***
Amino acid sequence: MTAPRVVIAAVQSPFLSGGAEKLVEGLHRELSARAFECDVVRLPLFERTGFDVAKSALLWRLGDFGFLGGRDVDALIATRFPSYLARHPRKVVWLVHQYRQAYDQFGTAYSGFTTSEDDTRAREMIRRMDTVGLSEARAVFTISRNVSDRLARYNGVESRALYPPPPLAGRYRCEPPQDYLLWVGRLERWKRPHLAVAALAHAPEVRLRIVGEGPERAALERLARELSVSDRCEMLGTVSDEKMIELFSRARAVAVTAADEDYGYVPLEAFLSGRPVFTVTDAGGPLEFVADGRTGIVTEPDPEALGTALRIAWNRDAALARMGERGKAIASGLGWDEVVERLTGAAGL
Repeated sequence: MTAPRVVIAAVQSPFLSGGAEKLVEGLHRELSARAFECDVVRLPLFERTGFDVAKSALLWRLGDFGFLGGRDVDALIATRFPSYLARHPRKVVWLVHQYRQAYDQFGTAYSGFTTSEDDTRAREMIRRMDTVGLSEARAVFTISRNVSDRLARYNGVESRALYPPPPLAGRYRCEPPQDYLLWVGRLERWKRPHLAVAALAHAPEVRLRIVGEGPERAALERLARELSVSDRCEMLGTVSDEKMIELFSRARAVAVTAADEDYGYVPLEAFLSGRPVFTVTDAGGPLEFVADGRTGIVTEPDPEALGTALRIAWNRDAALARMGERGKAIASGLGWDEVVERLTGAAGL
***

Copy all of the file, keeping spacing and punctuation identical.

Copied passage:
Amino acid sequence: MTAPRVVIAAVQSPFLSGGAEKLVEGLHRELSARAFECDVVRLPLFERTGFDVAKSALLWRLGDFGFLGGRDVDALIATRFPSYLARHPRKVVWLVHQYRQAYDQFGTAYSGFTTSEDDTRAREMIRRMDTVGLSEARAVFTISRNVSDRLARYNGVESRALYPPPPLAGRYRCEPPQDYLLWVGRLERWKRPHLAVAALAHAPEVRLRIVGEGPERAALERLARELSVSDRCEMLGTVSDEKMIELFSRARAVAVTAADEDYGYVPLEAFLSGRPVFTVTDAGGPLEFVADGRTGIVTEPDPEALGTALRIAWNRDAALARMGERGKAIASGLGWDEVVERLTGAAGL
Repeated sequence: MTAPRVVIAAVQSPFLSGGAEKLVEGLHRELSARAFECDVVRLPLFERTGFDVAKSALLWRLGDFGFLGGRDVDALIATRFPSYLARHPRKVVWLVHQYRQAYDQFGTAYSGFTTSEDDTRAREMIRRMDTVGLSEARAVFTISRNVSDRLARYNGVESRALYPPPPLAGRYRCEPPQDYLLWVGRLERWKRPHLAVAALAHAPEVRLRIVGEGPERAALERLARELSVSDRCEMLGTVSDEKMIELFSRARAVAVTAADEDYGYVPLEAFLSGRPVFTVTDAGGPLEFVADGRTGIVTEPDPEALGTALRIAWNRDAALARMGERGKAIASGLGWDEVVERLTGAAGL